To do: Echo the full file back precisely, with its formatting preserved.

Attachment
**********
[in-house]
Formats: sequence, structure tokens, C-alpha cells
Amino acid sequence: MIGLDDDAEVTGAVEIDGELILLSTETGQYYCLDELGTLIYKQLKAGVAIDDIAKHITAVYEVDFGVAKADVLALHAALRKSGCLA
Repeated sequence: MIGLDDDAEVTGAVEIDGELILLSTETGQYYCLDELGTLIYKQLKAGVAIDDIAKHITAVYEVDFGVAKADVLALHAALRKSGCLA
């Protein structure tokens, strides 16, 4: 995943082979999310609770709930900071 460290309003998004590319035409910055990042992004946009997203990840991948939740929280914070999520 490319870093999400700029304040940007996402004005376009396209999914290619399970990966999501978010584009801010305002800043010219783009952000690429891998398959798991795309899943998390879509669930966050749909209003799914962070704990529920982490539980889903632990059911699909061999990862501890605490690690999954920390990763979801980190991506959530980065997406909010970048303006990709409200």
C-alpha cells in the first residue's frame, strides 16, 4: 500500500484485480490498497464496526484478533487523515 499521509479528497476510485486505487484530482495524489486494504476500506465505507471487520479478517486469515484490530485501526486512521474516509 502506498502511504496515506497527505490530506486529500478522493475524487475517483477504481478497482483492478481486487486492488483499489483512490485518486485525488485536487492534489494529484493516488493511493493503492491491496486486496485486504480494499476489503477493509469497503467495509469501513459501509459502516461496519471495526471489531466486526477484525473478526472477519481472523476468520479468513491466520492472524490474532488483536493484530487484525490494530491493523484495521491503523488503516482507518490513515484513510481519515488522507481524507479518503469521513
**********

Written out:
[in-house]
Formats: sequence, structure tokens, C-alpha cells
Amino acid sequence: MIGLDDDAEVTGAVEIDGELILLSTETGQYYCLDELGTLIYKQLKAGVAIDDIAKHITAVYEVDFGVAKADVLALHAALRKSGCLA
Repeated sequence: MIGLDDDAEVTGAVEIDGELILLSTETGQYYCLDELGTLIYKQLKAGVAIDDIAKHITAVYEVDFGVAKADVLALHAALRKSGCLA
């Protein structure tokens, strides 16, 4: 995943082979999310609770709930900071 460290309003998004590319035409910055990042992004946009997203990840991948939740929280914070999520 490319870093999400700029304040940007996402004005376009396209999914290619399970990966999501978010584009801010305002800043010219783009952000690429891998398959798991795309899943998390879509669930966050749909209003799914962070704990529920982490539980889903632990059911699909061999990862501890605490690690999954920390990763979801980190991506959530980065997406909010970048303006990709409200």
C-alpha cells in the first residue's frame, strides 16, 4: 500500500484485480490498497464496526484478533487523515 499521509479528497476510485486505487484530482495524489486494504476500506465505507471487520479478517486469515484490530485501526486512521474516509 502506498502511504496515506497527505490530506486529500478522493475524487475517483477504481478497482483492478481486487486492488483499489483512490485518486485525488485536487492534489494529484493516488493511493493503492491491496486486496485486504480494499476489503477493509469497503467495509469501513459501509459502516461496519471495526471489531466486526477484525473478526472477519481472523476468520479468513491466520492472524490474532488483536493484530487484525490494530491493523484495521491503523488503516482507518490513515484513510481519515488522507481524507479518503469521513